- Binos: The Vortex brand is highly trusted. The warranties are unreal. I never got a chance to try out multiple kinds of optics and placed a moderate importance on them, so I opted for a lower end of a more expensive brand. I didn’t need to do a lot of glassing where I was since it was so thick, so I think I could have left them at home and been OK. The few times I used them they were effective though, so while they were low end for Vortex they are very good.
- Rangefinder: This is a very low end one, with no lighted display and no ARC. I got it last year for whitetail and it was OK. Once I got to Colorado I wished I had a better one. I have since purchased the Vortex Ranger 1000. I was in positions to shoot far up or downhill and lack of ARC would have mattered. The Ranger is much smaller and obviously higher quality, but it is 5 times as expensive so I guess that is fair. With the cheaper rangefinder, I was constantly thinking how if my cheap rangefinder kept me from getting the right shot I would be so aggravated.
- Watch: This is an expensive watch ($500), but it is of such quality that it’s worth every penny. In sum, I was able to use it to navigate easily, maintain awareness of my direction, and know my elevation at all times with this. I quickly added a new marked location with one button, renamed it, and was off. I could then go wherever I wanted, then navigate back to the place I started all with the watch. It loaded it up with waypoints, locations, and routes before I left through the Garmin software and my computer. I downloaded locations and routes I saved when I got home for next year. This thing does running, hiking, swimming, walking pace and distance, tracks sleep and steps, and all the other outdoor features on top of it. It is like combining 3 devices into one: GPS, FitBit, and watch. Very happy with it every day and especially for this trip.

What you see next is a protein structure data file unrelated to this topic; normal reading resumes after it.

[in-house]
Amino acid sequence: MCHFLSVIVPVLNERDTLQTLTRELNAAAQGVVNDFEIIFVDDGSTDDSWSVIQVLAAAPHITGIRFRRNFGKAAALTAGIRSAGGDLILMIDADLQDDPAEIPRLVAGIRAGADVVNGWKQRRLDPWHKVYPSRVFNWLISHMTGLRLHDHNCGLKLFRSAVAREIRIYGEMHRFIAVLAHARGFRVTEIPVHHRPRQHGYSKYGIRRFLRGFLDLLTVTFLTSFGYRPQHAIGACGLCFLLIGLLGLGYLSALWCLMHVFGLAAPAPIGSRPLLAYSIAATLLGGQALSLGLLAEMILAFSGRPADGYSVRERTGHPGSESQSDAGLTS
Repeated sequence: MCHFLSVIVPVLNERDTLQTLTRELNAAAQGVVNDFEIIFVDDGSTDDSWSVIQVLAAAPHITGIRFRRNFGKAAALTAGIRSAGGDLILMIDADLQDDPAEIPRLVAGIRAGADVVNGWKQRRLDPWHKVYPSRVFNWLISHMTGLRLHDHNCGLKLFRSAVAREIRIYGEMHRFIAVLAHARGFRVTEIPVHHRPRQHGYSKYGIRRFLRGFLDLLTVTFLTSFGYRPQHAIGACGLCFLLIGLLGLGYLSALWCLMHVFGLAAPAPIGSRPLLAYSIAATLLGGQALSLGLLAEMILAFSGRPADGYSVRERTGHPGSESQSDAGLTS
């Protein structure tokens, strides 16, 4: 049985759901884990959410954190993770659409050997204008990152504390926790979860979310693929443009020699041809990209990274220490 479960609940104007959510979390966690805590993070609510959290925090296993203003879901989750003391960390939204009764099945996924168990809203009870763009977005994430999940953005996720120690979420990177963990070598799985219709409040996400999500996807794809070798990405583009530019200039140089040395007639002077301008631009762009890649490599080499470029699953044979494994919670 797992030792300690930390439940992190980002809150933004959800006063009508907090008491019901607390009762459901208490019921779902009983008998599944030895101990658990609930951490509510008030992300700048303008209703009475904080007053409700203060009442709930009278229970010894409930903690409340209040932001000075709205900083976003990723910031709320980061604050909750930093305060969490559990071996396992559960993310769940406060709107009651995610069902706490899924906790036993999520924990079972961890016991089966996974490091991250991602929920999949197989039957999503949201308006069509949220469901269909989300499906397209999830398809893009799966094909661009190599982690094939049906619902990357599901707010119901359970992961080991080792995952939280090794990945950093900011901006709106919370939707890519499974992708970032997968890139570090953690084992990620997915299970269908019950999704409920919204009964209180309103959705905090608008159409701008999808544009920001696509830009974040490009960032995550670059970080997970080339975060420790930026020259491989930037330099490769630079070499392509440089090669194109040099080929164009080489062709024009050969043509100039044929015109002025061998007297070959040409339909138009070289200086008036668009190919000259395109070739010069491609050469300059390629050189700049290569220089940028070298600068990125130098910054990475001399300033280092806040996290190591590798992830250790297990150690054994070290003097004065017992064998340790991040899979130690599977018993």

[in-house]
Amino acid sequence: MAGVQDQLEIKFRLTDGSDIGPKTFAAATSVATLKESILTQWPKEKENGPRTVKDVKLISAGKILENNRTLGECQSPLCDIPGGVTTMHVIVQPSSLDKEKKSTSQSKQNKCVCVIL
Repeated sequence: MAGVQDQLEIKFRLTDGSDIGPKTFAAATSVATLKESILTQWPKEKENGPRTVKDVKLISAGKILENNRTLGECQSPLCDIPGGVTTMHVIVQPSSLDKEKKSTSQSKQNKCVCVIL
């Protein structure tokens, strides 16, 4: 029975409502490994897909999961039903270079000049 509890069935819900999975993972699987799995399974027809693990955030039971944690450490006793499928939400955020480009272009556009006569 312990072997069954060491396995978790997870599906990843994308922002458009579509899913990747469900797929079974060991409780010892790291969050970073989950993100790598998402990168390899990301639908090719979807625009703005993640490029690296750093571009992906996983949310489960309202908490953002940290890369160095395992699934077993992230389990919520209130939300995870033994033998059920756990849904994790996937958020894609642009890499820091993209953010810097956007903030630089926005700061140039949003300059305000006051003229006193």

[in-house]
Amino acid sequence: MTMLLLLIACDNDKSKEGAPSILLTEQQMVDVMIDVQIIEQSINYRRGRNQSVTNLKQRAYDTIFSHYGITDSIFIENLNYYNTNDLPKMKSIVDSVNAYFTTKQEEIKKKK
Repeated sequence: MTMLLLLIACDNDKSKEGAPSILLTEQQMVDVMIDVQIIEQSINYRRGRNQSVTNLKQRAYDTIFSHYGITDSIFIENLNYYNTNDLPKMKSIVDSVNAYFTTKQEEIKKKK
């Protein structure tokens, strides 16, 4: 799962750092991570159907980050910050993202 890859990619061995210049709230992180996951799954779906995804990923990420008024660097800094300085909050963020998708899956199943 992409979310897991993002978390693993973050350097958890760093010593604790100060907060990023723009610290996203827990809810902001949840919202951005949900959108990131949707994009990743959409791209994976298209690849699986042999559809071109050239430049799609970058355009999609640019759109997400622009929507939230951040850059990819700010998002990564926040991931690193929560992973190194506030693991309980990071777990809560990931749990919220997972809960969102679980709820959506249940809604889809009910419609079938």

- Multi-tool: No real comments. Have to have one. I trust Leatherman. I also have a larger Gerber with more options that I left at home. I didn’t bring a larger knife and never needed it.
- Windchecker: Never even used it, but probably have to have it. I was able to tell wind pretty easily without having to use this.